For years he had worked in community affairs and wrote articles for newspapers while in the Marine Corps. He expected to work in journalism back at home, but instead he couldn’t find work anywhere and ended up taking a job hanging flyers and posters.

Many young returning vets find themselves in a similar situation after serving their country, according to Pike.

“It’s frustrating,” he said, adding that he finally became a membership coordinator last year for the Iraq and Afghanistan Veterans of America [IAVA]. “There’s no reason why a combat medic who served in Afghanistan shouldn’t have a certification to be an EMT.”

Pike, 30, of Astoria, said returning vets face the problem where employers don’t hire them, because they don’t have the academic documents to verify their abilities.

“It’s an epidemic,” he said. “It’s part of the reason why military unemployment is higher than civilian unemployment.”

Although he didn’t engage in battle, when Pike came home, he began suffering from nightmares and had problems adjusting, others issues vets have to deal with.

“I try to separate the two,” said Sean McCabe, a vet from Ozone Park. “Instead of waking up every day thinking someone’s trying to get you, coming back home is a relief.” McCabe, 28, said he was never diagnosed, but he faced Post Traumatic Stress Disorder [PTSD], in which sufferers have vivid memories of traumatic experiences. He credits his wife and his daughter with helping him overcome it.

“My wife has been the best,” McCabe said. “I could be in the darkest tunnel and she’ll walk out with me on the other side.”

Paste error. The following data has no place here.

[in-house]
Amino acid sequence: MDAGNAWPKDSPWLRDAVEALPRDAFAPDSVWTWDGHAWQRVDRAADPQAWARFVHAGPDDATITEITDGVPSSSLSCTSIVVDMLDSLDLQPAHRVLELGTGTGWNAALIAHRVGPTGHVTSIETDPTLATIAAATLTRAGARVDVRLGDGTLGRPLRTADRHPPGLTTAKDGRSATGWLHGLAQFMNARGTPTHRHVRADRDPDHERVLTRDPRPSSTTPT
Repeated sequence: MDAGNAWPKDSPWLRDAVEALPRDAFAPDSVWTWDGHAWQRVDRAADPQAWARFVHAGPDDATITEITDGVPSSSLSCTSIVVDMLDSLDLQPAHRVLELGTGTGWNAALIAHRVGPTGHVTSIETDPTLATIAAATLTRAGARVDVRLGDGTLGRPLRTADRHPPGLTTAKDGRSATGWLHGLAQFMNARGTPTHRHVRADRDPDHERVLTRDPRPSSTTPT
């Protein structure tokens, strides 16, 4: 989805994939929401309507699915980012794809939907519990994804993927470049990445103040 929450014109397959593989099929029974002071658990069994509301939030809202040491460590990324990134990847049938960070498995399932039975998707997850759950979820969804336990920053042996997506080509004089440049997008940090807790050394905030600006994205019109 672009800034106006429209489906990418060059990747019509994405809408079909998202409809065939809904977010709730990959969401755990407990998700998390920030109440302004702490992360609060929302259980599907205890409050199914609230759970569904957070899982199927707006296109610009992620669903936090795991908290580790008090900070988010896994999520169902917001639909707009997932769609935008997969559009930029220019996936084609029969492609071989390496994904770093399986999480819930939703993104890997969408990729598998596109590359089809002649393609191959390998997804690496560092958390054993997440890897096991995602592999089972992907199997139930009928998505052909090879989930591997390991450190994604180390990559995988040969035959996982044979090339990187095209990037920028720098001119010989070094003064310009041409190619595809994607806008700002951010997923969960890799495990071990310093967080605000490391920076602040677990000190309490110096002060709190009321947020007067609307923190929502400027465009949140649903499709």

He said many employers are also afraid to hire workers because they misunderstand PTSD, and the slim working availability makes him want to return to action.

“Not a day goes by where I think I wouldn’t mind being back there,” McCabe said. “I miss my guys and I was good at my job.”

To help vets get jobs and back to society, Assemblymember Phil Goldfeder has drafted two bills.

Bill 9969 would enable veterans to take civil service exams at discounted rates, giving them access to more jobs; Bill 9872 would allow for military service to be deemed eligible credit for a high school diploma.

“In these tough economic times we got to give every person the opportunity to succeed and get back to work, especially the vets who put their lives on the line,” Goldfeder said.

McCabe, who supports Goldfeder’s bills, said there is a “positive shift” and pointed to the work of the Wounded Warriors Project and the Veterans of Foreign Wars, organizations dedicated to helping veterans acclimate to civilian society.

“It’s really come a long way, there is still more to do,” McCabe said. “But they’re making their way.”